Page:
Why you can't trust 'friends' on Facebook

Facebook is popular and growing -- especially with criminals. Here's why they love it.

Every form of communication, from snail-mail to e-mail, chat and others, is subject to fraud and scams. But social networks like Facebook are subject to new, more dangerous opportunities for fraud.

With e-mail and IM spam and Internet scams, the whole social-engineering game is to get you to trust a stranger. But social networks are different. The goal there is to get you to believe the fraudster is a friend whom you already trust.

If you're on Facebook, you've no doubt got a bunch of friends. And if you're like most Facebook users, you're certain those friends are exactly who they say they are. And you might be right. Or you could be wrong. They could be scammers posing as your friends.

How hard is that, exactly? It turns out to be hideously easy to do.

If this kind of false-identity fraud hasn't been attempted against you in the past, I can assure you it will be in the future. Scammers are quickly realizing that posing as another person is a foolproof way to get around the age-old trust issue that can ruin a good con.

How to steal friends and influence people

I'm going to tell you exactly how someone can trick you into thinking they're your friend. Now, before you send me hate mail for revealing this deep, dark secret, let me assure you that the scammers, crooks, predators, stalkers and identity thieves are already aware of this trick. It works only because the public is not aware of it. If you're scamming someone, here's what you'd do:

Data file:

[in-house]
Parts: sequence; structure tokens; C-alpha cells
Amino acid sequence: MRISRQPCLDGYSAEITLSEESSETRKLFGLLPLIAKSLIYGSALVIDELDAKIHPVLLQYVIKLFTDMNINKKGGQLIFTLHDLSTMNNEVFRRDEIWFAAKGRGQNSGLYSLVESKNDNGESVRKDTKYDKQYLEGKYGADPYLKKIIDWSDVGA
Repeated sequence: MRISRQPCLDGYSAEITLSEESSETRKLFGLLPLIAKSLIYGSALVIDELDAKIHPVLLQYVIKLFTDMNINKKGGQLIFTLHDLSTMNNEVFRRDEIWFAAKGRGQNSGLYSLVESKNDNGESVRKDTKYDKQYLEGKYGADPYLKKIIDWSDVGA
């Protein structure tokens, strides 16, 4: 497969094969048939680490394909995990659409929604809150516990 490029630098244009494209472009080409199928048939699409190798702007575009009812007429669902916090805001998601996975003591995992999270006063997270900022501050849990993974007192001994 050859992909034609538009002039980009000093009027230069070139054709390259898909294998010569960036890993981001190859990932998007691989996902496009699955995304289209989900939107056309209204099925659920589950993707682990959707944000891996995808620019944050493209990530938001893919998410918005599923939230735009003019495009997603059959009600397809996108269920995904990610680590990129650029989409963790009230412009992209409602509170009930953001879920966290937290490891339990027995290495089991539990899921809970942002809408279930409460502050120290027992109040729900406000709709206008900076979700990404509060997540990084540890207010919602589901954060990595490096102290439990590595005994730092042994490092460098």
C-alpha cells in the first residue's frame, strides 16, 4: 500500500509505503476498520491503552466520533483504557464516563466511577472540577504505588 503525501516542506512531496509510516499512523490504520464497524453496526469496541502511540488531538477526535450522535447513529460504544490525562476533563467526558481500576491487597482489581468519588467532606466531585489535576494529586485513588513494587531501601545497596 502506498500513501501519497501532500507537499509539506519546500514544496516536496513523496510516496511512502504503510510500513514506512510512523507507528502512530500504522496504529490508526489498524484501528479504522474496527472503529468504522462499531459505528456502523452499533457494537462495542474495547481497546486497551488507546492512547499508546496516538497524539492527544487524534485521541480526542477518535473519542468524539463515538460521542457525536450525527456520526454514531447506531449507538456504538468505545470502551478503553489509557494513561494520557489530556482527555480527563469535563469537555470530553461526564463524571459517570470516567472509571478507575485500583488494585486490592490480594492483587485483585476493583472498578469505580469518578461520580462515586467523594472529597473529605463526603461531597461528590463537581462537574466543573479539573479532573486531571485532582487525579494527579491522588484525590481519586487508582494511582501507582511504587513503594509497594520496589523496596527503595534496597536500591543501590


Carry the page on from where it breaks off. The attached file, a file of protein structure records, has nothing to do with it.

Step 1: Request to be "friends" with a dozen strangers on MySpace. Let's say half of them accept. Collect a list of all their friends.

Step 2: Go to Facebook and search for those six people. Let's say you find four of them also on Facebook. Request to be their friends on Facebook. All accept because you're already an established friend.

Step 3: Now compare the MySpace friends against the Facebook friends. Generate a list of people that are on MySpace but are not on Facebook. Grab the photos and profile data on those people from MySpace and use it to create false but convincing profiles on Facebook. Send "friend" requests to your victims on Facebook.

As a bonus, others who are friends of both your victims and your fake self will contact you to be friends and, of course, you'll accept. In fact, Facebook itself will suggest you as a friend to those people.

(Think about the trust factor here. For these secondary victims, they not only feel they know you, but actually request "friend" status. They sought you out.)

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Mike Elgan

Mike Elgan

Computerworld
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